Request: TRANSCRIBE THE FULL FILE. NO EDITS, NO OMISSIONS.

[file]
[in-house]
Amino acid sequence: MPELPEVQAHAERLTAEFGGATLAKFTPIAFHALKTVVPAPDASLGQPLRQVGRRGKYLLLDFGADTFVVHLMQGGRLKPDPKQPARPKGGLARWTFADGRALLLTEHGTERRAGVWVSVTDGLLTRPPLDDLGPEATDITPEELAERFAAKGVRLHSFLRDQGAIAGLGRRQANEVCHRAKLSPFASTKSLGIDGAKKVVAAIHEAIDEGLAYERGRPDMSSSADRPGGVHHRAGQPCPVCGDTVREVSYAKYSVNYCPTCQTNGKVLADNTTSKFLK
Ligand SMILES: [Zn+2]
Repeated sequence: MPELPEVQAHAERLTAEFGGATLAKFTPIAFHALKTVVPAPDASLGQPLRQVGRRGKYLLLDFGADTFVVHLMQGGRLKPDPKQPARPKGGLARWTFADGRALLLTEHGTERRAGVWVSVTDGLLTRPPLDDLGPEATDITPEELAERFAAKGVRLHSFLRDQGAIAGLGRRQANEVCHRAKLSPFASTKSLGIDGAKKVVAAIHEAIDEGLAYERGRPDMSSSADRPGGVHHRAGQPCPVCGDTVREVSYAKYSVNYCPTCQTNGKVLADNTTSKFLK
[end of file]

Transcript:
[in-house]
Amino acid sequence: MPELPEVQAHAERLTAEFGGATLAKFTPIAFHALKTVVPAPDASLGQPLRQVGRRGKYLLLDFGADTFVVHLMQGGRLKPDPKQPARPKGGLARWTFADGRALLLTEHGTERRAGVWVSVTDGLLTRPPLDDLGPEATDITPEELAERFAAKGVRLHSFLRDQGAIAGLGRRQANEVCHRAKLSPFASTKSLGIDGAKKVVAAIHEAIDEGLAYERGRPDMSSSADRPGGVHHRAGQPCPVCGDTVREVSYAKYSVNYCPTCQTNGKVLADNTTSKFLK
Ligand SMILES: [Zn+2]
Repeated sequence: MPELPEVQAHAERLTAEFGGATLAKFTPIAFHALKTVVPAPDASLGQPLRQVGRRGKYLLLDFGADTFVVHLMQGGRLKPDPKQPARPKGGLARWTFADGRALLLTEHGTERRAGVWVSVTDGLLTRPPLDDLGPEATDITPEELAERFAAKGVRLHSFLRDQGAIAGLGRRQANEVCHRAKLSPFASTKSLGIDGAKKVVAAIHEAIDEGLAYERGRPDMSSSADRPGGVHHRAGQPCPVCGDTVREVSYAKYSVNYCPTCQTNGKVLADNTTSKFLK